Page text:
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Afraid of Science Labs?

Nov 3, 2017

“I can’t do labs! They are messy or scary and I need special equipment.” The good news is that you don’t and you can do it! Science and discovery are all around us. You don’t need special equipment. You can do many labs with items around your house or found at your local store. Many times you don’t need anything at all.

Science labs and experiments are important for all ages and all levels of learning. It is important to develop a child’s observational and analysis skills. In addition, children are naturally curious, and science experimenting can help with that. Making observations and organizing data can be done in fun ways to make science labs less intimidating. Keeping an observation journal that details what is happening encourages your student’s level of awareness of their surroundings. Analysis of their observations is easy: ask questions and discuss what they observed and what they thought about it.

Here are a few simple ideas of things that you can do:

  • Science LabsTake a walk around your neighborhood or city and discuss what you see. (Biology, Earth Science)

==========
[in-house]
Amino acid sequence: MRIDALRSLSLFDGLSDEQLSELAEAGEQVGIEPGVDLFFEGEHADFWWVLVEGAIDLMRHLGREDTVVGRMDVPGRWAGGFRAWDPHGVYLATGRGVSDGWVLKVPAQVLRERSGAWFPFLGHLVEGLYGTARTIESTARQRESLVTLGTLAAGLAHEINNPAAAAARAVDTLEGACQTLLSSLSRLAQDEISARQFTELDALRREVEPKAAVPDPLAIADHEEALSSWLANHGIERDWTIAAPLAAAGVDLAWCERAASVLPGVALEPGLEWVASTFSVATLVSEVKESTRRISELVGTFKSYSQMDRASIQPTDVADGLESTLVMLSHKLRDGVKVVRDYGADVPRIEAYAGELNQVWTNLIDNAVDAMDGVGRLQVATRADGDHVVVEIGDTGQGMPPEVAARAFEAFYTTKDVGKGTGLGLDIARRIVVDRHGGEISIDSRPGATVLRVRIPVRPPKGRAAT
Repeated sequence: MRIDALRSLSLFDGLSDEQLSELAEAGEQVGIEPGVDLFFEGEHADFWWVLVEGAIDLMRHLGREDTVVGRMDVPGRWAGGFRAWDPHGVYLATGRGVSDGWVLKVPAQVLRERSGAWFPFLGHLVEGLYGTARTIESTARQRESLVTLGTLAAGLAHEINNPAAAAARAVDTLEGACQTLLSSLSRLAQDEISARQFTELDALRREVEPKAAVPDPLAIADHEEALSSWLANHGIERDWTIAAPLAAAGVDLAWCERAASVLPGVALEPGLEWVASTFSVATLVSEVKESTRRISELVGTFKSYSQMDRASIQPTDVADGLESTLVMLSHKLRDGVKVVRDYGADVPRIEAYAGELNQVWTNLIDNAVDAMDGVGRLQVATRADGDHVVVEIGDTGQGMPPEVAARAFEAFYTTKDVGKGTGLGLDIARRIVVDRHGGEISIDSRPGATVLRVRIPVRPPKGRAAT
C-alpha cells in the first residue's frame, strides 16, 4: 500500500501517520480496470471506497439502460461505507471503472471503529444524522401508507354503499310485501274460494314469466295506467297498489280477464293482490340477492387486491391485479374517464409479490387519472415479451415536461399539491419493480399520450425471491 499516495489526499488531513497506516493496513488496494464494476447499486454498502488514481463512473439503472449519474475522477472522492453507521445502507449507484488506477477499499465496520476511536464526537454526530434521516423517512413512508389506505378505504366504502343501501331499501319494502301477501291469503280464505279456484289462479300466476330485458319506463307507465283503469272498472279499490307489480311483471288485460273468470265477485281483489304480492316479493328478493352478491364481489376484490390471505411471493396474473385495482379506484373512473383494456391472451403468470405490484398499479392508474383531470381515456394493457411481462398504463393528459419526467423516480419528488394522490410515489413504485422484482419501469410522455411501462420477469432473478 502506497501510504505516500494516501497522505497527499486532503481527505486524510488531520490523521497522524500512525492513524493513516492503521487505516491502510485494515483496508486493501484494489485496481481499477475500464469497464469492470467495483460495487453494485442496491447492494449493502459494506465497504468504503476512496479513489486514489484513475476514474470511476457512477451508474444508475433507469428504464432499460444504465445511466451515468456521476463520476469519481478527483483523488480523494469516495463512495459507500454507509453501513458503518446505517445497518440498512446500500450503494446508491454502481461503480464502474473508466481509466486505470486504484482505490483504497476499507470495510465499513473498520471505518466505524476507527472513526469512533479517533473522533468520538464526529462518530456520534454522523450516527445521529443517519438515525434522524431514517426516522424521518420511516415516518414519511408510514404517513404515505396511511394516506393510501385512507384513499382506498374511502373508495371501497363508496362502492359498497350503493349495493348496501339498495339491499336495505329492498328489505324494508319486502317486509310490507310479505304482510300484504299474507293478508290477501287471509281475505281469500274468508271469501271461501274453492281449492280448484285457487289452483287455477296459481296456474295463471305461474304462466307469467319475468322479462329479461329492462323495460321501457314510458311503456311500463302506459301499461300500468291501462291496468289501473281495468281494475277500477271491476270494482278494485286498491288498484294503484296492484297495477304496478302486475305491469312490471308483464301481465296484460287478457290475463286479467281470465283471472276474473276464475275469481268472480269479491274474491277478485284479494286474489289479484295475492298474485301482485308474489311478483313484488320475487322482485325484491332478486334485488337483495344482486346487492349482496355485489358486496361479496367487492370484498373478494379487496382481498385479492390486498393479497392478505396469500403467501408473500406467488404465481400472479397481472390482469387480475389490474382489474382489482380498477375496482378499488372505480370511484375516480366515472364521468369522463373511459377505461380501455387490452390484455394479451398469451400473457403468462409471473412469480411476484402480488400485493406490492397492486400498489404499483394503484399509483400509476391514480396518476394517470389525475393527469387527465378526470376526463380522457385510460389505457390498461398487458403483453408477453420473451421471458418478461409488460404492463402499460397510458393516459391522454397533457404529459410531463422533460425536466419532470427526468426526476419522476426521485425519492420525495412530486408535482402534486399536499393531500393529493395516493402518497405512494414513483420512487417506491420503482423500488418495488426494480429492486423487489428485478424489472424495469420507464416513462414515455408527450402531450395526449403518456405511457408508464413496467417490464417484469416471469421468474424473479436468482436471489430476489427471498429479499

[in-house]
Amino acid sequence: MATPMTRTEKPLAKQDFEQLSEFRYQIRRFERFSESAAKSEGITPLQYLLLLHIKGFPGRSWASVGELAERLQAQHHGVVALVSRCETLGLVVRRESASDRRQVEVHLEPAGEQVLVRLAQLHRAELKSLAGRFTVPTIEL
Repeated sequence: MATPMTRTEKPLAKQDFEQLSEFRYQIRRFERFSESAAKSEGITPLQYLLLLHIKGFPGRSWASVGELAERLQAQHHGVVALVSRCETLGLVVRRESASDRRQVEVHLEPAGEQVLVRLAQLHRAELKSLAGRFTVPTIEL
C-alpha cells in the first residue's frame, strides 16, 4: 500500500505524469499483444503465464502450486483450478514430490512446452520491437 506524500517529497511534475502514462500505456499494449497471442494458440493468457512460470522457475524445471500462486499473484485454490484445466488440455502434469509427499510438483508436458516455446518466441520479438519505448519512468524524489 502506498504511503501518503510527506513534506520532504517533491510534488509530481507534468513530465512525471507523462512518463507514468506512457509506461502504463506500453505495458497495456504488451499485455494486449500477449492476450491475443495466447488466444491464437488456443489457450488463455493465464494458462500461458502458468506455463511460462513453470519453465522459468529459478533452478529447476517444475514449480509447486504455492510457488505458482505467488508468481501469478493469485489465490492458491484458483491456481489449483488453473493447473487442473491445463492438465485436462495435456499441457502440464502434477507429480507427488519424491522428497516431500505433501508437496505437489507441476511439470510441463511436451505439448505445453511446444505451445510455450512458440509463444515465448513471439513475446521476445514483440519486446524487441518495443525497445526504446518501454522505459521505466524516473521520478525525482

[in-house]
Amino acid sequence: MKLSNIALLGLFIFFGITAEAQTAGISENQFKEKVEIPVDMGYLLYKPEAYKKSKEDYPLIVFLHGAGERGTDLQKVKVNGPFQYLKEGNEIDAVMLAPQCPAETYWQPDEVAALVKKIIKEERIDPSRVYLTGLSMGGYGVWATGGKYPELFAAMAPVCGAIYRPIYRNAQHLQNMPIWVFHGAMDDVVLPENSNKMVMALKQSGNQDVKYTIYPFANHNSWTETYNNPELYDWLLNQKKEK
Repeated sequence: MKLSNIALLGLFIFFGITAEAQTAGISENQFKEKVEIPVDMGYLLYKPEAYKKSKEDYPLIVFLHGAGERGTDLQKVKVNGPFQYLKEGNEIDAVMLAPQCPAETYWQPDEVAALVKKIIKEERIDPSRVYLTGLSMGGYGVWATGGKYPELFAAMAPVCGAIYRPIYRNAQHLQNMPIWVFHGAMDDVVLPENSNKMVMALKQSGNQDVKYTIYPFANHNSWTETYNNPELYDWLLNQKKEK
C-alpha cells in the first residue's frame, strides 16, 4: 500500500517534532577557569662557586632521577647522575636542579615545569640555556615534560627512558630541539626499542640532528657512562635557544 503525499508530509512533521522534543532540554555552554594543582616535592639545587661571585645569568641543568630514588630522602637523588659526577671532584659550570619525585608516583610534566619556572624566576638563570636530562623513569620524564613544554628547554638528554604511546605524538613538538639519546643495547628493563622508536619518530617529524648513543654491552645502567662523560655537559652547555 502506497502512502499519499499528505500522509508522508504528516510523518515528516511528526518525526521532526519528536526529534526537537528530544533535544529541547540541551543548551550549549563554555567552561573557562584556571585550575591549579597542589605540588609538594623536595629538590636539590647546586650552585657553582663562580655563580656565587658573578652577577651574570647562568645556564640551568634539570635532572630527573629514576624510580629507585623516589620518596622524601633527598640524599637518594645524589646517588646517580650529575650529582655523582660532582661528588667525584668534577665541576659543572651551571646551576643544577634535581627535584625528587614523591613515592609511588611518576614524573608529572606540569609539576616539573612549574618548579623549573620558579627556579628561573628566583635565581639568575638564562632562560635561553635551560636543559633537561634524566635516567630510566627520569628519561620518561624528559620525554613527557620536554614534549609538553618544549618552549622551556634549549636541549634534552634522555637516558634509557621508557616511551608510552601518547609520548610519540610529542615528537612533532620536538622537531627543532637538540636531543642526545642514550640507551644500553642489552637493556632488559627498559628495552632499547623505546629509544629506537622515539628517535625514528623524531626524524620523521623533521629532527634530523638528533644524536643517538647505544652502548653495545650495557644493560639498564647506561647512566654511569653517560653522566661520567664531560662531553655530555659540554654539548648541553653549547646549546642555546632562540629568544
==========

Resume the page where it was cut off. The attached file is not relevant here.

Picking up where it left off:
• Take a hike at a nearby park. (Biology, Ecology, Earth Science)
  • Use kitchen gadgets to practice measurements and learn differences in types of materials. (Chemistry)
  • Experiment with foods. (Biology, Chemistry)
  • Find articles or books on “kitchen chemistry.”
  • Grow mold on fruit or bread. (This happens in our kitchen all the time – unintentionally)
  • Build a tower to see how high it can go. See what it takes to knock it down. (Physics)
  • Make baking soda/vinegar volcanoes. (Earth Science, Chemistry)

Kerrie Childress has a love for science that she desires to pass along to every student she teaches. She graduated in 1996 with a B.S. in Biology and Chemistry from Bob Jones University and in 2001 with a M.A. in Health and Exercise Science from Furman University.  She has over 15 years of teaching experience in 3 states and several different platforms. Kerrie is also currently teaching on-line for a local community college as well as teaching science classes at Excelsior Classes.

The thoughts and opinions expressed are those of the author and should not be taken to represent the views of Excelsior Classes, LLC or the consortium of teachers.